What saves thousands of lives, continuously improves healthcare for millions, sets the standards for medical and dental organizations to provide high-quality care, and manages the most widely used performance measurement tool in all of healthcare?
Perhaps you guessed The Joint Commission, DNV GL, NCQA, or maybe even AAAHC, URAC, or CARF. Your immediate response likely depends on what type of facility you work in (group practice, hospital, CVO, ambulatory site, behavioral health office, etc.) and the population it serves.
It’s a trick question… because the answer is a mashup of claims from all six aforementioned accreditation bodies.
Keeping us honest
Accreditation in healthcare is big business —although five of the six are non-profits, DNV being the exception. TJC is by far the largest surveyor, citing that of the approximately 77% of U.S. hospitals that are accredited (by any body), TJC accredits 88% of them.
In today’s heavily regulated healthcare environment, patients want to know that their caregivers not only follow industry regulations but that the organizations that employ, contract, or affiliate with them are committed to achieving or even exceeding the highest quality standards. And, healthcare entities most likely can’t get the reimbursement funds they count on receiving to stay operational without demonstrating the achievement of accreditation/reaccreditation.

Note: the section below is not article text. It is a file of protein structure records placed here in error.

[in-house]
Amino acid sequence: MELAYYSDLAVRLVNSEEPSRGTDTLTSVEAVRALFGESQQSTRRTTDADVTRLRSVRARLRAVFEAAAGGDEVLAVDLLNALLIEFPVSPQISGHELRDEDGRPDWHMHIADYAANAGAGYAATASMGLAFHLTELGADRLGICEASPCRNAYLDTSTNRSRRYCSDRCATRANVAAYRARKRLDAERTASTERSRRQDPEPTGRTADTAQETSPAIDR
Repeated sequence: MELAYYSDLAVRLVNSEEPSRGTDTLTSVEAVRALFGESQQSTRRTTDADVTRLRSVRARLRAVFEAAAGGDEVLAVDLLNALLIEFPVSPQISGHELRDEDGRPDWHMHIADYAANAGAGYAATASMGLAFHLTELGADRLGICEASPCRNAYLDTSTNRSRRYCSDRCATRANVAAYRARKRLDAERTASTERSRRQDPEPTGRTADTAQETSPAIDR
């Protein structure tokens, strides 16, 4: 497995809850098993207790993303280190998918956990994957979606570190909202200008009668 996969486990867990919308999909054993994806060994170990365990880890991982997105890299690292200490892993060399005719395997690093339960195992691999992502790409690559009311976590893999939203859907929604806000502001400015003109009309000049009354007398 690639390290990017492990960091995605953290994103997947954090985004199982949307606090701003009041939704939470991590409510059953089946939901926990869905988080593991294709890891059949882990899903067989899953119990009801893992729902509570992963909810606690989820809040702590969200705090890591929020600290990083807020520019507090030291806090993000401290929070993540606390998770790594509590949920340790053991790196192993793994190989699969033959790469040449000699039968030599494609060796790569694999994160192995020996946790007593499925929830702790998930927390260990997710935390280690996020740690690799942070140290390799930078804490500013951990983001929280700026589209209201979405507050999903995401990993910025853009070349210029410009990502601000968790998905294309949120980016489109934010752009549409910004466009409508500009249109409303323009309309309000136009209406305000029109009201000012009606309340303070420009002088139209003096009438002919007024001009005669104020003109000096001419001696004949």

Lending a certain distinction
Accreditation can be a distinction that separates one entity from another in a highly competitive healthcare market, and it can be the catalyst that forces an organization to attend to areas where it needs to improve, be it compliance with standards and regulations, transparency of product and provider information, cost containment, or overall performance improvement efforts.
Among the six accreditors covered here, they collectively touch pretty much every party affected by healthcare—consumers, purchasers, suppliers, healthcare providers, and researchers—as they track, measure, compare, and accredit all types of organizations.
Above and beyond
Accreditation, however, is just the tip of the iceberg. Most offer slightly less difficult to achieve add-on certification programs, “distinctions,” and “recognitions.” For example, there’s even a certification as a Patient-Centered Medical Home Content Expert (for an individual) and a Patient-Centered Specialty Practice certification (achievable by an organization).
Most credentialing and PE professionals reading this are likely aware of the larger and more well-known accreditors in our sample group. Here, we provide a comparison chart that guides to the accreditation guides that strive to lead us all into a safer, higher-quality healthcare future.